J. K. Rowling Publishes Crime Novel Under Pseudonym

JK Rowling

Today, I woke up to the news that J. K Rowling has published a crime novel called ‘The Cuckoo’s Calling’ under the name Robert Galbraith.  Published about three months ago, the book has so far sold about 1,500 copies in hardback and tells the story of a war veteran turned private investigator.  The publisher’s website confirmed that Robert Galbraith was a pseudonym but the true identity of the author has only just been revealed today.

Publishing work under a false name is a shrewd move for J. K. Rowling although perhaps not entirely unexpected.  I am really pleased that she has now had some fair and unbiased reviews of her writing as it was obvious that no matter how hard people tried to read ‘The Casual Vacancy’ objectively, it was always inevitable that the shadow of her success with Harry Potter would be hanging over it. I still haven’t read ‘The Casual Vacancy’ and I admit to having been a bit wary of it due to the mixed reviews.  ‘The Cuckoo’s Calling’, on the other hand, has received more or less unanimously positive reviews including several from renowned crime fiction writers.  I now wonder how many people will read the book “differently” with the knowledge that Robert Galbraith isn’t in fact a début author but one of the most successful writers of all time.   It is inevitable that there will be a lot of interest in the book which had only sold a modest number of copies up until now.  ‘The Cuckoo’s Calling’ has already jumped from 4231 to 210 in the amazon.co.uk Kindle chart since the news was announced and I am pretty sure it will be somewhere near the top by the end of the day.  I am not rushing out to buy it, just like I didn’t rush out to buy ‘The Casual Vacancy’, but I am open to reading both of them in the future.   What do you think?  Does an author’s identity really matter?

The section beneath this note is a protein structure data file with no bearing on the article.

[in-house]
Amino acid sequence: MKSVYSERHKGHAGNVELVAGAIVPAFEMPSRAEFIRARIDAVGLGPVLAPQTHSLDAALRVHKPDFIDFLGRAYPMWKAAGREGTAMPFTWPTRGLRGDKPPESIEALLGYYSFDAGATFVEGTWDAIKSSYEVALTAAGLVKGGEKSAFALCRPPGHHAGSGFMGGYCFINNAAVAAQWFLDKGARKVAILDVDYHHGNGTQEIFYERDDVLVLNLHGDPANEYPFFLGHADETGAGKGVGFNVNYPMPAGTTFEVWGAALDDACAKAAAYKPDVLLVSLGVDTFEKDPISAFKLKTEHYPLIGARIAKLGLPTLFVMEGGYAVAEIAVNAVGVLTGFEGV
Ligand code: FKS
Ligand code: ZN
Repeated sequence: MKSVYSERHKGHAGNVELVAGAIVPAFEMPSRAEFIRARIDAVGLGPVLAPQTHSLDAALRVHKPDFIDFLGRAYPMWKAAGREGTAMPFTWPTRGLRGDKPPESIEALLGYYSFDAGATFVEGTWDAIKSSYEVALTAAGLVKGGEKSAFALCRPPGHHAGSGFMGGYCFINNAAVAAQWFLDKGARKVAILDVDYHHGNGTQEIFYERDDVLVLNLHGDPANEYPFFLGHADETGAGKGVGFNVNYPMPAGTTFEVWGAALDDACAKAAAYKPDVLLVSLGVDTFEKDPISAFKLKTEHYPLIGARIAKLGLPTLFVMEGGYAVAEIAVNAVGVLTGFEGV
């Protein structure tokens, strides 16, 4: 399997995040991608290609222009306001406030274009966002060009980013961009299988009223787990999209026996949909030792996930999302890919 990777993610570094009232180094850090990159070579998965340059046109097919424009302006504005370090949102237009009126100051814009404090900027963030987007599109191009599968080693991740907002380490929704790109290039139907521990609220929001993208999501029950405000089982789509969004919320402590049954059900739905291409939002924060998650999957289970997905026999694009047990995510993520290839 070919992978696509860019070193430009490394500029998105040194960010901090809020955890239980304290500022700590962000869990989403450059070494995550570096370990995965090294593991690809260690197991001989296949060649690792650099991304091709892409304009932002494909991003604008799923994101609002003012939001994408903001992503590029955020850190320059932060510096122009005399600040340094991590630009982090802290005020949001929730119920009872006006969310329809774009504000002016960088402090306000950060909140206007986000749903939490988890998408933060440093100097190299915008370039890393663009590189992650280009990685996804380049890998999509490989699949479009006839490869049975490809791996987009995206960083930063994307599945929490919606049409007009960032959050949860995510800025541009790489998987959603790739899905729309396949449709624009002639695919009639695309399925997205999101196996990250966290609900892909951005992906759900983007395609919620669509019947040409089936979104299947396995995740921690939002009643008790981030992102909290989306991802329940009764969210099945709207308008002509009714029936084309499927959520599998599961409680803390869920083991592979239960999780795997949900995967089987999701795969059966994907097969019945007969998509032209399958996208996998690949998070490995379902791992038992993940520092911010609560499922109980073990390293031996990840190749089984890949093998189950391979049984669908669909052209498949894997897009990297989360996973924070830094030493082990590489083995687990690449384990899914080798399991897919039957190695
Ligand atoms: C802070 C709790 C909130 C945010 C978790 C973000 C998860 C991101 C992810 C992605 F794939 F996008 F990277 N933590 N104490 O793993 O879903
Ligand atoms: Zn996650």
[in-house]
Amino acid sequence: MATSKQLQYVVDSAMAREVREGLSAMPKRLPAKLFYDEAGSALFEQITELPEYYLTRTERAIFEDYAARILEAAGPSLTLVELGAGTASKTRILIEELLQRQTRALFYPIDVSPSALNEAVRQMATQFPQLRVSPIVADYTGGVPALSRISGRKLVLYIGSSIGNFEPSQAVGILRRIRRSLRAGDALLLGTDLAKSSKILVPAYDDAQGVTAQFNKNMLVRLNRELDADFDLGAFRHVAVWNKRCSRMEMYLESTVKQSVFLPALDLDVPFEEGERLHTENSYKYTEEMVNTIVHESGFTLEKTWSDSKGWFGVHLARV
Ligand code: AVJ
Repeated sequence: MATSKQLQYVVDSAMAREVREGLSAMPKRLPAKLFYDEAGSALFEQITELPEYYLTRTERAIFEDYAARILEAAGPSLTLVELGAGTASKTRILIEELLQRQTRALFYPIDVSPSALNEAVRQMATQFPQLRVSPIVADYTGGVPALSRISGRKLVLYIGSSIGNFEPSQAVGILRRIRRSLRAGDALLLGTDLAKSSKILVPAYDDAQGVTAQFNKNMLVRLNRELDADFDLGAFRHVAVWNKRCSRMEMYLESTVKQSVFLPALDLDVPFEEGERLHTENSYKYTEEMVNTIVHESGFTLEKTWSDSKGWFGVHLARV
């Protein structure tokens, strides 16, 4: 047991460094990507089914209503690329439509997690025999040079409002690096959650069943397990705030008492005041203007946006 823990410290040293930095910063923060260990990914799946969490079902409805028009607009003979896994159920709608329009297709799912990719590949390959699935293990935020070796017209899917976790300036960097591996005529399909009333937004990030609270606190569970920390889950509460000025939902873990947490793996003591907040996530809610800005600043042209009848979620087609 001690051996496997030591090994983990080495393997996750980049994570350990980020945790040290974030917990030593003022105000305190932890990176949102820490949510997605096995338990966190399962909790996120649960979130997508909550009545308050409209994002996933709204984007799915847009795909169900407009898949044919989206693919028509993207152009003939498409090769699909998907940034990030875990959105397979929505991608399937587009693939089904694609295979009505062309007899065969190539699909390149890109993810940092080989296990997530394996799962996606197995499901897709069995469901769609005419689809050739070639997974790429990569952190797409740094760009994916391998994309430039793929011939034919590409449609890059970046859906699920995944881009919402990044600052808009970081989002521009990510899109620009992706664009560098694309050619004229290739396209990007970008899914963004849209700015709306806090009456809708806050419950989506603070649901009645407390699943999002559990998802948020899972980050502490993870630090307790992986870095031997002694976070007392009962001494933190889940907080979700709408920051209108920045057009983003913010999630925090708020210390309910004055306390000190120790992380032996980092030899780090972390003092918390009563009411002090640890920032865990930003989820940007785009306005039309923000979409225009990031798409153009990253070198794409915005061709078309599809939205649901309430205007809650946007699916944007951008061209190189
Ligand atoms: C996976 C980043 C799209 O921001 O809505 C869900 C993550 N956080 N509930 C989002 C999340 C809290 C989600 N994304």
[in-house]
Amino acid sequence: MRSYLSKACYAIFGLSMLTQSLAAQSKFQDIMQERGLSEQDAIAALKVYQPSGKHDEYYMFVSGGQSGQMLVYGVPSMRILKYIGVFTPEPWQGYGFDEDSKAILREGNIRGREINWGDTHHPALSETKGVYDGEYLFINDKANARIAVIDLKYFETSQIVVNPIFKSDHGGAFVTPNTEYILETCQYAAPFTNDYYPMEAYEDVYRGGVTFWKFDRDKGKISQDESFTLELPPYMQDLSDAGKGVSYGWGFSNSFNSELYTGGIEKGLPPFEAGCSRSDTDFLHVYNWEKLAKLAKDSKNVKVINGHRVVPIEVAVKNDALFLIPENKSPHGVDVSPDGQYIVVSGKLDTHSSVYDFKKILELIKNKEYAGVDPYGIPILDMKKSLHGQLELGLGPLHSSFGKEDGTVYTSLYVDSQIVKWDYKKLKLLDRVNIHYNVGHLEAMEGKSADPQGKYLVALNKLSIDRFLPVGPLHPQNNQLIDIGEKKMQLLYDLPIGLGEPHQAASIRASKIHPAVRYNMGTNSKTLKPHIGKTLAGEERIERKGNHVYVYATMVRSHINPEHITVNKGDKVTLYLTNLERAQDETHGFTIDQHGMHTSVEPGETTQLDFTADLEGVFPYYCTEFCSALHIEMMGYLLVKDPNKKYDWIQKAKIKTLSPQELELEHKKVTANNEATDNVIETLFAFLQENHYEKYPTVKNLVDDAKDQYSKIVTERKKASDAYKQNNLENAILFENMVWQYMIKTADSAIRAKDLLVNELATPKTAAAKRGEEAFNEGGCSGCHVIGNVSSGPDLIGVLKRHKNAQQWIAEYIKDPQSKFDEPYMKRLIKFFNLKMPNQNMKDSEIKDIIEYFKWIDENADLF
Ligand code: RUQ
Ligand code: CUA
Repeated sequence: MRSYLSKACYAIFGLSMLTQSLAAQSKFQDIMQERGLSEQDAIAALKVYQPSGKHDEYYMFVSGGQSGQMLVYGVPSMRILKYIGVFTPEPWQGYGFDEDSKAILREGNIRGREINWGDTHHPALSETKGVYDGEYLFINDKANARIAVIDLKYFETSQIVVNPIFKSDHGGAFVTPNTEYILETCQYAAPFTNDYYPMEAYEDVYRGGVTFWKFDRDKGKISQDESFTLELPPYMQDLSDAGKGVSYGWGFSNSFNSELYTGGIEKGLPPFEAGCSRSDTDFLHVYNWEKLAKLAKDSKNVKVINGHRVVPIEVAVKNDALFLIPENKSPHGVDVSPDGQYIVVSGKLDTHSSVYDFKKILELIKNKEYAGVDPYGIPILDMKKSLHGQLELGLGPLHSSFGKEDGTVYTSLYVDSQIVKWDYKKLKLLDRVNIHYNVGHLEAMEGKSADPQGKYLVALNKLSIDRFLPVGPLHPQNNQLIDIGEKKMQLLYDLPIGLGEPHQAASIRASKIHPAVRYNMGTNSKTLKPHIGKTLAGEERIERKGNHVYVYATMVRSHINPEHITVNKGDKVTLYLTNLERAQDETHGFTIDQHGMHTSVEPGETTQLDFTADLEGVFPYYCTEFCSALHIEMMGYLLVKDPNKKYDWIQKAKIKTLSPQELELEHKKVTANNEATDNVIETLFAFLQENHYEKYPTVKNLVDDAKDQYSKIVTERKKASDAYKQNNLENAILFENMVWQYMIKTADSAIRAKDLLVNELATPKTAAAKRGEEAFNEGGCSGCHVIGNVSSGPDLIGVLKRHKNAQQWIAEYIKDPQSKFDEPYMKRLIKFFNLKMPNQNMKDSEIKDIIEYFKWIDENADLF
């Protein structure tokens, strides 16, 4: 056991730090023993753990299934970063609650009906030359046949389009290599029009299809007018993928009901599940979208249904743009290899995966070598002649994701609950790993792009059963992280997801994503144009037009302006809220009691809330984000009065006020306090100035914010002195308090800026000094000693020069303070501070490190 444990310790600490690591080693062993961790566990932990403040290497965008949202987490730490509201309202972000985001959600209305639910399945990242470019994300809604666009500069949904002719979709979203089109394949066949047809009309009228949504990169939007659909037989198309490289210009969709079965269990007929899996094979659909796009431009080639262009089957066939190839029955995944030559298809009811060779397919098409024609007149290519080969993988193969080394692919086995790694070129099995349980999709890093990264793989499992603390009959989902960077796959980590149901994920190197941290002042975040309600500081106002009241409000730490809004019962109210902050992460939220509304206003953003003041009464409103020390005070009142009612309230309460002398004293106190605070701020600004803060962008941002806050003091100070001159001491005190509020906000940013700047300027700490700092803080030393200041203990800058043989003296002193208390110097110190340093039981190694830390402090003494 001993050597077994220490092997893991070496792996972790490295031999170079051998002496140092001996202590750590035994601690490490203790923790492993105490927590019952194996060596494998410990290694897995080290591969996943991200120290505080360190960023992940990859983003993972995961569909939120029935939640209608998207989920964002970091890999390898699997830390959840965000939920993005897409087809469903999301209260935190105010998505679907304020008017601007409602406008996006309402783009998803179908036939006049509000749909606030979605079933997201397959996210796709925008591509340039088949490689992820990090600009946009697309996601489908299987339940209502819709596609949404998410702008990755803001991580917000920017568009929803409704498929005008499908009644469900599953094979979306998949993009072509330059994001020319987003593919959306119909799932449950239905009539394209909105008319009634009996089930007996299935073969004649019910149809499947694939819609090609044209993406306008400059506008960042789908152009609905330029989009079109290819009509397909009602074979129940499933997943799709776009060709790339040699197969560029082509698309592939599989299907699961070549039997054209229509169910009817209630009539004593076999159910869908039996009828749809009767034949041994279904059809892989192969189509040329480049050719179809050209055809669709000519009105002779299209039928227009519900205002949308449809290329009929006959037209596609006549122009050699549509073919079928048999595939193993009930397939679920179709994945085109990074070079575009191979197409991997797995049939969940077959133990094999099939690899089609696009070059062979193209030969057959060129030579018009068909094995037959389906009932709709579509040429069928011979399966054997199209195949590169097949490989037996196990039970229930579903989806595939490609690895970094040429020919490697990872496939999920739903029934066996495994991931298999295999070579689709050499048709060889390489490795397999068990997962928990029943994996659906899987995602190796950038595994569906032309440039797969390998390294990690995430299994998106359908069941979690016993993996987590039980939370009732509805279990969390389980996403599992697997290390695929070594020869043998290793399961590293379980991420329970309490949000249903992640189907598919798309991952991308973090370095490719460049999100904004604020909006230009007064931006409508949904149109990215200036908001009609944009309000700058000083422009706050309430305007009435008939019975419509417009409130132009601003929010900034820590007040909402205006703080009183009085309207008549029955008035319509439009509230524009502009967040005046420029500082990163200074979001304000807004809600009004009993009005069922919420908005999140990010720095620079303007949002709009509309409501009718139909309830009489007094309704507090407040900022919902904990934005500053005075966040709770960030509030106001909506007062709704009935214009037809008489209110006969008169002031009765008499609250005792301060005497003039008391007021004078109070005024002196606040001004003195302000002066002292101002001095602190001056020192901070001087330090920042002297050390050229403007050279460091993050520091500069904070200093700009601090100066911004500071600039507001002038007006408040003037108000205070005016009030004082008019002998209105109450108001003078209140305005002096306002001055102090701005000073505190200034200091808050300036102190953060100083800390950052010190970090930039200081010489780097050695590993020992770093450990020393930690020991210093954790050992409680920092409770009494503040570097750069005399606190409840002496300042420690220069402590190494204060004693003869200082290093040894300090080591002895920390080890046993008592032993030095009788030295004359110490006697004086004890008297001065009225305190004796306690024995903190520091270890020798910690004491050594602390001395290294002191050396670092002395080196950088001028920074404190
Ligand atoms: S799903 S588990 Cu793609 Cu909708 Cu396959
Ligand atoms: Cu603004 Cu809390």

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20 responses to “J. K. Rowling Publishes Crime Novel Under Pseudonym

  1. It matters to me only in as much as I am halfway through this novel, which is excellent, and I would have liked to have finished it without knowing. I picked it up because of the reviews and I think they were very fair.


  2. I think you will always get some people buying a book based on the author’s name, although, I’ve never read a JK Rowling book yet and knowing she has written a story wouldn’t convince me to read it above anyone else.


  3. I think she always said she’d publish a crime novel under a different name. I thought after The Casual Vacancy she had given up on that idea.

    I haven’t read TCV either, because I didn’t want to really do so at the height of the whole foray. I find that always ruins the experience. You either read too many negative reviews, you get the people who hate it just cos it is JKR, you’ll get the fanatics who would have loved it even if it was complete dribble, which I don’t think it will be. And you had the morons who for some reason expected a fantasy despite it being quite clear it was not!!

    But I am looking forward to reading it, kind of. It isn’t a book I’m naturally attracted to personally, nor is this crime novel which I don’t know if I’ll read anyway. I am curious to see what she’s like as an author outside of Harry Potter and I do have a signed copy of TCV so I’ll be reading it in the future.


  4. Pat

    I feel a little sorry that her pseudonym was discovered. I haven’t read The Casual Vacancy yet, even though I plan to do it in the future… But I think it must be hard for her to have so higher expectations from readers (from the whole world, actually) placed on her work. I think that, as a writer, she might want to pursue new challenges outside the fantasy genre and it is very hard to do it when everyone already has a formed idea of your work. She achieved a tremendous success with the Harry Potter books and she will forever be loved for them. Still, I understand that she might want to do something new and not have it compared or judge according to the success HP books were.